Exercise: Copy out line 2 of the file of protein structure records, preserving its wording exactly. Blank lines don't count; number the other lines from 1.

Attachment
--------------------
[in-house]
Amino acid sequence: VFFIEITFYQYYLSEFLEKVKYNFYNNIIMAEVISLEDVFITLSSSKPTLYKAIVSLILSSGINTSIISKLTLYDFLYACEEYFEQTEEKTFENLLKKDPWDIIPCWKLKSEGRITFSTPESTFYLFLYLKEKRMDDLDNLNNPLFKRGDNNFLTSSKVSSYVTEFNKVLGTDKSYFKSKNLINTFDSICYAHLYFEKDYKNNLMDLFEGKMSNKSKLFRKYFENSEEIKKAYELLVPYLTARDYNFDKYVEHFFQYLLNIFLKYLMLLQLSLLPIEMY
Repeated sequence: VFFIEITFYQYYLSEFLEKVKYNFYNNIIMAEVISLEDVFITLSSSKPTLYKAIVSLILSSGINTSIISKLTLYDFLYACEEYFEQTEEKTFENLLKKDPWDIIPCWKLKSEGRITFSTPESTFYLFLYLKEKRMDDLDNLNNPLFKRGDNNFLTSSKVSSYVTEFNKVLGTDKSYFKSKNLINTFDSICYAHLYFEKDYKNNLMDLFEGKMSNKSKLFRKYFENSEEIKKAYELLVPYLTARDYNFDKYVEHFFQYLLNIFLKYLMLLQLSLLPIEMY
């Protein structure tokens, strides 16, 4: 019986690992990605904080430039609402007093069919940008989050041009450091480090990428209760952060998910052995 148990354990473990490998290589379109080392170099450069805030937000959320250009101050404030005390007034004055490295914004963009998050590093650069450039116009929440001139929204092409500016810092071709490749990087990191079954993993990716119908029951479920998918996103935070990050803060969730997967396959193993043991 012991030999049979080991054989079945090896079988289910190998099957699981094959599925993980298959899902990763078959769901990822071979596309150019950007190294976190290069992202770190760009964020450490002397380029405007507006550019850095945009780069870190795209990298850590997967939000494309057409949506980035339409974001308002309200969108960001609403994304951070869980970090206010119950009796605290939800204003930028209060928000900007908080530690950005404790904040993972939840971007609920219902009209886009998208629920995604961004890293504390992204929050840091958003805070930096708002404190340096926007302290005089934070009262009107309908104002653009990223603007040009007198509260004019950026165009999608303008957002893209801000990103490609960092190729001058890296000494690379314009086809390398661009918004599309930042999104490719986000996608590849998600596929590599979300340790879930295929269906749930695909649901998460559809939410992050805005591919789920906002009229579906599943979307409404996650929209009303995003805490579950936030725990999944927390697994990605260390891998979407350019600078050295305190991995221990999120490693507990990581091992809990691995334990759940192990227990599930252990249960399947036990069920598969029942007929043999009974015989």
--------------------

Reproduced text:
Amino acid sequence: VFFIEITFYQYYLSEFLEKVKYNFYNNIIMAEVISLEDVFITLSSSKPTLYKAIVSLILSSGINTSIISKLTLYDFLYACEEYFEQTEEKTFENLLKKDPWDIIPCWKLKSEGRITFSTPESTFYLFLYLKEKRMDDLDNLNNPLFKRGDNNFLTSSKVSSYVTEFNKVLGTDKSYFKSKNLINTFDSICYAHLYFEKDYKNNLMDLFEGKMSNKSKLFRKYFENSEEIKKAYELLVPYLTARDYNFDKYVEHFFQYLLNIFLKYLMLLQLSLLPIEMY